|Luke 2:40||Read Online|
The boy grew up and became strong, filled with wisdom, and God’s grace was on Him.
—Luke 2:40 (HCSB)
Jesus grew and became strong? But how can this be, we might ask, since Jesus is the perfect Son of God and second member of the Trinity?
This verse, along with Luke 2:52, confounds us in more ways than one. Many of us have no problem acknowledging that Jesus was a human being. In fact, some have chosen to emphasize this fact to the point of neglect of His divinity.
In the early church, some outright denied the fact that Jesus was divine. But this stands in direct opposition to clear biblical teachings found in such places as Philippians 2:5-11, Colossians 1:15-21, and Hebrews 1:1-4. Therefore, we must reject the notion that Jesus was just a man.
On the other hand, we often choose to point to the fact that Jesus, as God, did what only God could do. He healed people, forgave their sins, and ultimately gave His life as a ransom for many, all while living a sinless life in perfect obedience to God the Father.
As Christians, we must simultaneously affirm that Jesus Christ was both fully human and fully God. This isn’t some theological platitude reserved for the halls of academia; rather it affects each us to the very core.
Consider the implications of embracing Jesus only as a human being.
We might simply reduce Him to a clever teacher whom we should attempt to emulate. We would feed the poor, have compassion on the sick, and perhaps agitate religious authorities, but would we be concerned with any eternal spiritual realities? Would we look beyond the symptoms of the broken world we live in and see the real cause of the chaos around us?
Many in the church today have chosen this route. We simply want to look after the physical needs of the broken and hurting around us, neglecting the very real spiritual need they have to be reconciled with a holy God.
In fairness, what would happen if we only focused on the divinity of Jesus? Admittedly, this is where I often drift. I want to affirm that Jesus willingly sacrificed Himself, moreover that God willingly gave Himself as an atonement for the sins of mankind.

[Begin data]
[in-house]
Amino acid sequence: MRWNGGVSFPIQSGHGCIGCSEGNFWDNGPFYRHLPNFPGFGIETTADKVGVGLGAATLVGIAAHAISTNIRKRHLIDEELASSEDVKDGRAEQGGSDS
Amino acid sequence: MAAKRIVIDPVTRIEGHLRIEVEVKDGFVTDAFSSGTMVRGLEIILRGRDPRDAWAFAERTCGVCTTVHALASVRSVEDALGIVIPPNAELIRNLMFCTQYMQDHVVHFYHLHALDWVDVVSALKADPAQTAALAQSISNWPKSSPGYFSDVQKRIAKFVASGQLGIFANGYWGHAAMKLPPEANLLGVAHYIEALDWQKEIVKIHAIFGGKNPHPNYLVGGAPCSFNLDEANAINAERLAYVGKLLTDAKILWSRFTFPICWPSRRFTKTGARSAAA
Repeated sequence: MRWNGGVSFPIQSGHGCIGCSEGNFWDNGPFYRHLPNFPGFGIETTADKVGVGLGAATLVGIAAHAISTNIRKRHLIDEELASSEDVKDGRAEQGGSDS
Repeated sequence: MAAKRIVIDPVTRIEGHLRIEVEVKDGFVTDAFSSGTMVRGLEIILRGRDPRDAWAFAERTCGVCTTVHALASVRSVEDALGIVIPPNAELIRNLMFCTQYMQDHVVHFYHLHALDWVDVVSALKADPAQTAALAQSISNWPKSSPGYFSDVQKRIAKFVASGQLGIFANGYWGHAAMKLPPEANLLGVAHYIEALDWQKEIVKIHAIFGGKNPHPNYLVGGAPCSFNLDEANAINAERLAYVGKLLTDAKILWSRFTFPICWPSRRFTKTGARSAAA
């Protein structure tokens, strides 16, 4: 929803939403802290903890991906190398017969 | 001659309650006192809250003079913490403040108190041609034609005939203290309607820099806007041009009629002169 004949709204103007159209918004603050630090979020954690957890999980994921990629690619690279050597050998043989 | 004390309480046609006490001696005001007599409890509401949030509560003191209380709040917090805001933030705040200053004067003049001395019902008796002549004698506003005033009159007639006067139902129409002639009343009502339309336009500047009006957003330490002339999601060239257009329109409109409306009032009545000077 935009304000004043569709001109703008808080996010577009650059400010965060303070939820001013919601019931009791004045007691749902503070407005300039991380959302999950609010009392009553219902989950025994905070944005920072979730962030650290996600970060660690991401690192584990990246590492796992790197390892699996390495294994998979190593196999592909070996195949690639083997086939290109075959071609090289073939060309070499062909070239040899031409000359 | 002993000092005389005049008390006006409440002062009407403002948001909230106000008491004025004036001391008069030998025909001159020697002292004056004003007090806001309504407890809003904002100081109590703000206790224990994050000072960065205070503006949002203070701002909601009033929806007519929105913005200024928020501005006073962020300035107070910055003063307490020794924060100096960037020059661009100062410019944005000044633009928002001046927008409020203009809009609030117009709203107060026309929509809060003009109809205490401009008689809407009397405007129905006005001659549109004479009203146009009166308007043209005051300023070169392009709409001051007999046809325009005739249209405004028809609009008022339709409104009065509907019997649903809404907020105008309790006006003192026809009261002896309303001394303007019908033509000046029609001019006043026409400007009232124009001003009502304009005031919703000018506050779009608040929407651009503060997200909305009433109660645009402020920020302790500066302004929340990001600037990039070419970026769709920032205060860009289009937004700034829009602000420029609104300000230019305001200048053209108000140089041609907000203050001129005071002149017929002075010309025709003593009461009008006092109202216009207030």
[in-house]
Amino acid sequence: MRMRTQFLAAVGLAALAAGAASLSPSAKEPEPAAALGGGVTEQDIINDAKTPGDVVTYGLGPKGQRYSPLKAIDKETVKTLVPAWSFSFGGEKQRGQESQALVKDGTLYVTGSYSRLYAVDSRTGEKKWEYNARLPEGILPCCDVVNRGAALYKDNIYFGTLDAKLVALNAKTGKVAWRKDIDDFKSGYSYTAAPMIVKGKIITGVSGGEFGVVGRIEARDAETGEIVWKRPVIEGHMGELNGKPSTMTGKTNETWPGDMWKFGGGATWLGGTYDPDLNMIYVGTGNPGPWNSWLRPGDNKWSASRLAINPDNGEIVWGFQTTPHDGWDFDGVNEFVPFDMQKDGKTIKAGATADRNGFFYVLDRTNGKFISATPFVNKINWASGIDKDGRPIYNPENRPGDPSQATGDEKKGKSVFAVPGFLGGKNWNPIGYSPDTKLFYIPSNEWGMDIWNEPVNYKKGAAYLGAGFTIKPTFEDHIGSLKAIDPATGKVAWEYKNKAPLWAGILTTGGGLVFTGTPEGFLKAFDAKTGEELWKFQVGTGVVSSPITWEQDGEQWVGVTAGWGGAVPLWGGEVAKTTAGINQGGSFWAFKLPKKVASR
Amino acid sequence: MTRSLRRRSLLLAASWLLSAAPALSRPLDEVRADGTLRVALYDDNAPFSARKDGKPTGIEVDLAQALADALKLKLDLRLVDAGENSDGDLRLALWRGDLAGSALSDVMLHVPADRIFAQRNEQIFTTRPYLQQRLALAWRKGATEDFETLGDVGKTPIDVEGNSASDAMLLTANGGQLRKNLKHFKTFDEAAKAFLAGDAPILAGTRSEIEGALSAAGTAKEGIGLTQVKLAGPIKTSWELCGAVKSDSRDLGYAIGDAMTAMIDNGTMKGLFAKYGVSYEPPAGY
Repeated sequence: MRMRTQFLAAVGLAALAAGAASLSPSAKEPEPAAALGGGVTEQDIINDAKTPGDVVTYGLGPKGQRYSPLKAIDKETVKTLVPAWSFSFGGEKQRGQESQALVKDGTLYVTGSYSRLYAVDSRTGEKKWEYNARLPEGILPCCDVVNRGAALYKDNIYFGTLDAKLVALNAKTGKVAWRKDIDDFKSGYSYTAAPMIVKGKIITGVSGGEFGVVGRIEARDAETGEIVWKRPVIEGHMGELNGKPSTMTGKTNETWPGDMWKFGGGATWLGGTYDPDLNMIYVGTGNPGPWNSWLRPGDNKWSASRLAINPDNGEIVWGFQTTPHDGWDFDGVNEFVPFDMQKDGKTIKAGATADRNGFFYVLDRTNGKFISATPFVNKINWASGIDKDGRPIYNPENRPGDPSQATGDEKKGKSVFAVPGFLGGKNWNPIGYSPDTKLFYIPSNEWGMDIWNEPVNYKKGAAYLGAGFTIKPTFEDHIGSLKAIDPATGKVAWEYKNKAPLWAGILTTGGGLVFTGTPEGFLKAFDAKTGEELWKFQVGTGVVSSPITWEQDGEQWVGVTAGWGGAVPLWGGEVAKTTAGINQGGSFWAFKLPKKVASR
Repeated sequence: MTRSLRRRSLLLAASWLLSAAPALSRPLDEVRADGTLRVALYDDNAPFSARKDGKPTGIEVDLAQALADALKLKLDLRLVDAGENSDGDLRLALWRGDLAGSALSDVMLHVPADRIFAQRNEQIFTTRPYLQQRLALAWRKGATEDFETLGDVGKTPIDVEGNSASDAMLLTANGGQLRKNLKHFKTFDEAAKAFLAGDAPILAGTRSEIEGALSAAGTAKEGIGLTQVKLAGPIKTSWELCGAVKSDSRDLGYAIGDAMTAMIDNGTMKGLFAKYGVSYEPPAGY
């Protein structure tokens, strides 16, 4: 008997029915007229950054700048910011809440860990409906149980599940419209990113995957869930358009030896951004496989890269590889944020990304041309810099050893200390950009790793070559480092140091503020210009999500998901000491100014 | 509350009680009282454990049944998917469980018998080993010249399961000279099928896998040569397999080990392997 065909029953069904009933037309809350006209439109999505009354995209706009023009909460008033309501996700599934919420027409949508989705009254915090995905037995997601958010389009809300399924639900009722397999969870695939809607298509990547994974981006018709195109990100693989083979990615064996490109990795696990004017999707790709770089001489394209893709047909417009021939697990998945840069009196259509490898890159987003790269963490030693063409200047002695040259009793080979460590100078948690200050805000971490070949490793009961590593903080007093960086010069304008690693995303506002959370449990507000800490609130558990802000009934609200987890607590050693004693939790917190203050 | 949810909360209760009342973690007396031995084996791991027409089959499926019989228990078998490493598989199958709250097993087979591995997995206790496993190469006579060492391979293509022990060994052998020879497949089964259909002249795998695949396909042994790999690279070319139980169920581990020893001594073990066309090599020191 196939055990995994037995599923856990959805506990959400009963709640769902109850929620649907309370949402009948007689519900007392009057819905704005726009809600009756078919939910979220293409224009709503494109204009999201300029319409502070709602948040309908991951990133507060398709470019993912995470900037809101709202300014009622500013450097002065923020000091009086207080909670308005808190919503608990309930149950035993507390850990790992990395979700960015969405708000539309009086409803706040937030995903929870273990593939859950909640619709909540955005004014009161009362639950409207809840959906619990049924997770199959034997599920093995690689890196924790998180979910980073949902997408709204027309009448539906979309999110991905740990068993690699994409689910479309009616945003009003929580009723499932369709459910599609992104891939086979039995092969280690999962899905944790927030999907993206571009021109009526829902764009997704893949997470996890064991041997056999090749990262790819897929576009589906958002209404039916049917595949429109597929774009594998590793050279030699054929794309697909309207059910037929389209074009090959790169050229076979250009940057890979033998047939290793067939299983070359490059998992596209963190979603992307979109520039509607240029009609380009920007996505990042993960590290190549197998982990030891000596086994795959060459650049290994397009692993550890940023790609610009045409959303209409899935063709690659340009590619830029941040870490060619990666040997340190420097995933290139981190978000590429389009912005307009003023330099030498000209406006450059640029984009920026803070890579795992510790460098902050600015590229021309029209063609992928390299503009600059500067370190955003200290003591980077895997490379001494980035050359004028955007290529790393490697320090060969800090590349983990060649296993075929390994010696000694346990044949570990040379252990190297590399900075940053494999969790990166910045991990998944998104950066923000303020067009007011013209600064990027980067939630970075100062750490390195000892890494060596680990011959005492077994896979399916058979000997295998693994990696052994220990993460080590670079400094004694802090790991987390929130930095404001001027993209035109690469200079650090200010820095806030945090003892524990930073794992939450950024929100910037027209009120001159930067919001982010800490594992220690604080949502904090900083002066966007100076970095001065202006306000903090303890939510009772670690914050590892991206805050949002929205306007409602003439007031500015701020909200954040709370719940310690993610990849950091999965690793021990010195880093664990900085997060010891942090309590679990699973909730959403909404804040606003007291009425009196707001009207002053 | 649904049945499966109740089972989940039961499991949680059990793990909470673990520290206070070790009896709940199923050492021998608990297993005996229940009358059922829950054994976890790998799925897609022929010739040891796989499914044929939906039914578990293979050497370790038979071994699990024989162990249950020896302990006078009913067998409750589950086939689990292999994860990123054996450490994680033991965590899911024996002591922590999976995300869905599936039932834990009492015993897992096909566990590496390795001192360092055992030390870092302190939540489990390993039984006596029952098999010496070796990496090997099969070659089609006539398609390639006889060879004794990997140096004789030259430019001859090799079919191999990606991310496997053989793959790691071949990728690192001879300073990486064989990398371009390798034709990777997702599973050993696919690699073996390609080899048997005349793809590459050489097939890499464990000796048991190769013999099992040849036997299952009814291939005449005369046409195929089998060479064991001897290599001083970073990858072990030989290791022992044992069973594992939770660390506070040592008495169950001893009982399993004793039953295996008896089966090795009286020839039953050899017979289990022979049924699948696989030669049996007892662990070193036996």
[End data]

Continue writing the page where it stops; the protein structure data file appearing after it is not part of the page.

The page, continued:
Jesus really is the answer to the ills of the world and as noted above. But Philippians 2 teaches that He was recognized as such, all to the glory of God the Father. But is this fact the only part of Jesus we should embrace? In short—no.
Jesus was all of the things we’ve previously stated. He had compassion, healed the sick, challenged the status quo, and promoted a different way of life focused on serving others. Yet His ultimate aim was to march towards the cross of Calvary and willingly die there as a substitute for sinful humanity.
We can and should confidently proclaim that Jesus grew, just as a man grows. Likewise, we can assert with confidence that even in His progression as a human being, in no way was He ever less than 100 percent divine. In a logical, rational world, this reality is sometimes hard for us to grasp. But it’s what the Bible teaches and thus deserves our full acceptance.
This week, as you grow more into the likeness of Jesus, consider how you might move towards a richer appreciation of Jesus’ humanity and divinity. Jesus’ earthly example is indeed worth following, and His earthly death is indeed worth embracing. For in it, we find our only hope of restoration and fellowship with our Father in heaven.
- Which “identity” of Jesus do you tend to emphasize most? His human example or His divine sacrifice on our behalves? How can we move toward a fuller appreciation of both?
- What does it say about our own need for growth if Jesus, the Son of God, had to grow?
- As you read the Gospels, what habits or practices do you notice Jesus doing most often to stay in touch with the Father?